1 a robust framework of performance expectations, the

1       Introduction

            The historic debate regarding corporate ethics and responsibilities is multi-faceted, with academics including Friedman (1962) (Shareholder theory) and Freeman (2001) (Stakeholder theory) rigorously contesting the responsibilities and primary objectives of the organisation itself.  As the footprint of modern enterprise has expanded globally, visionary models of responsibility and ethical accountability such as Carroll’s (1991) pyramid have drawn distinctions between the economic, legal, ethical, and philanthropic responsibilities of the firm.  Based upon underlying ethical and moral constructs of deontology (Kant, 1956), utilitarianism (Mill, 2014) and virtues (Aristotle in Sherman, 1989), the debate regarding the responsibilities of the firm continues to evolve towards universal, rather than situational or organisational, rights and protections.  This investigation will critically explore the unethical behaviour exhibited at Apple and its downstream suppliers in the past decade, highlighting the ways in which specific partnerships, business agreements, and exploitative practices failed to meet the diversified requirements of ethical business practices.


2       Problem Summary

            In 2010, Apple released a press statement admitting that child labour had been used in three of its factories (Moore, 2010).  Although the majority of Apple’s manufacturing activities originate in China, the report did not further define the offending locations or assign blame to any individual operator or subcontractor (Moore, 2010).  In the same year, highly public revelations were made regarding worker treatment, dissatisfaction, wages, chemical exposure, and suicide rates (Moore, 2010; Bilton, 2014).  Although Apple’s manufacturing standard is predicated upon third-party contracts and a robust framework of performance expectations, the revelations indicated that the organisation was continuing to partner with offending organisations like Foxconn and Wintek in spite of their mistreatment of employees.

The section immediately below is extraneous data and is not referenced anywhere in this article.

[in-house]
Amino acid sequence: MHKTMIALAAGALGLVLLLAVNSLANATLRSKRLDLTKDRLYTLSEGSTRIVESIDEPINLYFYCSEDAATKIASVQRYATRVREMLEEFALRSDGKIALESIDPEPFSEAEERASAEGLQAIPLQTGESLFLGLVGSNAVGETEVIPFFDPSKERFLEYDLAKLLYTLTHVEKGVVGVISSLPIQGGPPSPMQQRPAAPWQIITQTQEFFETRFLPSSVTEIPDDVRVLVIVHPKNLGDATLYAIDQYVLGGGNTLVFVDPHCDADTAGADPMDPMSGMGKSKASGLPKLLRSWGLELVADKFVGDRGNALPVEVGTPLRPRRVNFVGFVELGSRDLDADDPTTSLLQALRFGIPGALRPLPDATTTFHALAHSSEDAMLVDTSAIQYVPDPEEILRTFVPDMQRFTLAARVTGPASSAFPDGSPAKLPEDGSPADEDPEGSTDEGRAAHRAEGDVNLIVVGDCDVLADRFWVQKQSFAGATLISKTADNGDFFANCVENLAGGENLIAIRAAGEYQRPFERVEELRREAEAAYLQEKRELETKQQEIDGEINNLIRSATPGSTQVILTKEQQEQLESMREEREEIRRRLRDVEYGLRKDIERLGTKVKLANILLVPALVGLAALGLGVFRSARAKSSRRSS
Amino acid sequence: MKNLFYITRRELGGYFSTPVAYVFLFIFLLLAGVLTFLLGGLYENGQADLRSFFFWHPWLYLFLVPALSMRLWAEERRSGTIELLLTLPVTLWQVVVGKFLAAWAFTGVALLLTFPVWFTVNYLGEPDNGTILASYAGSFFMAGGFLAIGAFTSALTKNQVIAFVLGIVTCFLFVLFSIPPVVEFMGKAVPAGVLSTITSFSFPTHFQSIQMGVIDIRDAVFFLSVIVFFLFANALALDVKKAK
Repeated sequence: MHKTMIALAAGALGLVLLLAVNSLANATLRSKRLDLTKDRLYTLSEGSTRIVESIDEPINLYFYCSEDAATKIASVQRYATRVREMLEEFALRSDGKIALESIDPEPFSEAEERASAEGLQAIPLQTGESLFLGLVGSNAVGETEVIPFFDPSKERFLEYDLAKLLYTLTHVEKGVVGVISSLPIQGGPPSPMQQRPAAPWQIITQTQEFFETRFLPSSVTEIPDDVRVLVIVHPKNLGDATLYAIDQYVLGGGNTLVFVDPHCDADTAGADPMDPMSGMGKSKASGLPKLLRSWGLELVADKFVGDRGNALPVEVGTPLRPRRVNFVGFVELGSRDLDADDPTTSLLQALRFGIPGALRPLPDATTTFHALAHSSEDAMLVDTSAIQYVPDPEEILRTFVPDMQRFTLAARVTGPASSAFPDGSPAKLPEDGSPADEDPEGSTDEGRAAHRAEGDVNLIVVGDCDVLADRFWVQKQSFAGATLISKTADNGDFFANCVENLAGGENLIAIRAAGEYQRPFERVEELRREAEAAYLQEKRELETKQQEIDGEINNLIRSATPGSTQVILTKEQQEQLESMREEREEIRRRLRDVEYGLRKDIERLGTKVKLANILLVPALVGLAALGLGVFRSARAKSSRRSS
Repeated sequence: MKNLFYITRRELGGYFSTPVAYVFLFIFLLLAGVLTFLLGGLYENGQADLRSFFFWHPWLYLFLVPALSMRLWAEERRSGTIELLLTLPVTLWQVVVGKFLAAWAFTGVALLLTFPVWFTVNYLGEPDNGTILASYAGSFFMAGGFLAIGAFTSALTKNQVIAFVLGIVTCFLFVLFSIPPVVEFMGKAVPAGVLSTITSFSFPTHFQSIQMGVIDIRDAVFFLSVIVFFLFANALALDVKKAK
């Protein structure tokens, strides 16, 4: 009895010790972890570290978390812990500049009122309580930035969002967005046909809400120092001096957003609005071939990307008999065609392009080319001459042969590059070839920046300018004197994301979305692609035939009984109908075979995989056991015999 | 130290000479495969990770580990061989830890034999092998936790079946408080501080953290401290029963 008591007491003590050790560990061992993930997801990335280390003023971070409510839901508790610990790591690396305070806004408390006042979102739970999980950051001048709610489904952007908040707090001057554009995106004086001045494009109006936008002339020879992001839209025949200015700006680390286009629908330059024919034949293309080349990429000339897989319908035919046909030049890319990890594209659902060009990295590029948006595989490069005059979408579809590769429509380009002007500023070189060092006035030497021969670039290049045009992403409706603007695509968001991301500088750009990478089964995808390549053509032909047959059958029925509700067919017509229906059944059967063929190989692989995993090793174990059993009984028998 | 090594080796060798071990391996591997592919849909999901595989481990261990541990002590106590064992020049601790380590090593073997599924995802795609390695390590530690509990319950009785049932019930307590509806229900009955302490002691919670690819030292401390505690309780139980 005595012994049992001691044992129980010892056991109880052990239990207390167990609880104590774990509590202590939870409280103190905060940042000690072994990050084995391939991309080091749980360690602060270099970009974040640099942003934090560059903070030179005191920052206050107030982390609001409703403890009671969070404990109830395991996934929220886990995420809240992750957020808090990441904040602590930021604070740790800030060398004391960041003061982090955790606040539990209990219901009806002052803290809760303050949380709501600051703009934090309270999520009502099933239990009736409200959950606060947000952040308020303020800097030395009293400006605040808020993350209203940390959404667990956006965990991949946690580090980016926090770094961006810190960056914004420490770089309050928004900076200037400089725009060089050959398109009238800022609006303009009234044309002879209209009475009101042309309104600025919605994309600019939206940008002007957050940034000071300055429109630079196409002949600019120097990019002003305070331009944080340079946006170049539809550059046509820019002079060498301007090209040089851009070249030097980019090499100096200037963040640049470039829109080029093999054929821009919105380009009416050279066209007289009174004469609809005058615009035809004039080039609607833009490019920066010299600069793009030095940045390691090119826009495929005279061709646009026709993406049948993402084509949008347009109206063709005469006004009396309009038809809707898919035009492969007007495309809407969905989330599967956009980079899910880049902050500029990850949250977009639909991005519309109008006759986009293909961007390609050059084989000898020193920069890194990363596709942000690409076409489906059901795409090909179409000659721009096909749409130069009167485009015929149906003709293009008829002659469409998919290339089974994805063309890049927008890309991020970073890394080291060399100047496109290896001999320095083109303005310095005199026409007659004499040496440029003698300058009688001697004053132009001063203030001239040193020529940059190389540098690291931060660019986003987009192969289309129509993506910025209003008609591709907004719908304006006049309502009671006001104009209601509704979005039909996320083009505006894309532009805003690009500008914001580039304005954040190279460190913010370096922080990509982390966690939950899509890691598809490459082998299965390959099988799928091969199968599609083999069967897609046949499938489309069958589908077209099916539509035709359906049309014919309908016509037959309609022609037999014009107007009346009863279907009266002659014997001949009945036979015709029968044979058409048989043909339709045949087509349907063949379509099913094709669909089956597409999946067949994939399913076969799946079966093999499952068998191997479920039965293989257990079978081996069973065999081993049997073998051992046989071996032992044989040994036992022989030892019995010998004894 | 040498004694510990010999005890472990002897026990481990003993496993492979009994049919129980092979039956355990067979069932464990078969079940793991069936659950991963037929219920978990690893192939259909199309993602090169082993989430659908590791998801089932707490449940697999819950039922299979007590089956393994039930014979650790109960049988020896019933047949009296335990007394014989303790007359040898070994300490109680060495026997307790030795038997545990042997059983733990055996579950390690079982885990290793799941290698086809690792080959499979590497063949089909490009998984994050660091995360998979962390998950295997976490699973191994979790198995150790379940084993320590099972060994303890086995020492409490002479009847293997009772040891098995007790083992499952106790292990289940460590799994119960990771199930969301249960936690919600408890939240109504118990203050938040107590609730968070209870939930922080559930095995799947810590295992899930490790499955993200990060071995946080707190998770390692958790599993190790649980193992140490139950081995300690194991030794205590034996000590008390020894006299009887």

3       Justification of Unethical Behaviour

            Kantian ethics prioritise universal respect over economic achievement and capitalistic endeavours (Bowie, 2017).  The respect for persons principle, for example, informs managerial ethics, mandating that stakeholders are respected and treated with dignity, thereby challenging decision makers to engage in rational, self-governing decision making (Bowie, 2017).  This deontological approach to ethical responsibility emphasises an underlying duty to employ a ‘set of a-priori moral rules’ that can be translated consistently and universally across all ethical problems (Crane and Matten, 2016, p. 101).  As this ethical perspective does not exist on a case by case or situational basis, then the justification for unethical behaviours cannot be based upon the immediacy or significance of the decision itself (Schwartz and Carroll, 2003; Crane and Matten, 2016).  For Apple, the underlying imperative of productivity or output volume, therefore, could not be introduced as an argument for the ethical and appropriate employment of child labour in device manufacturing in China (Moore, 2010).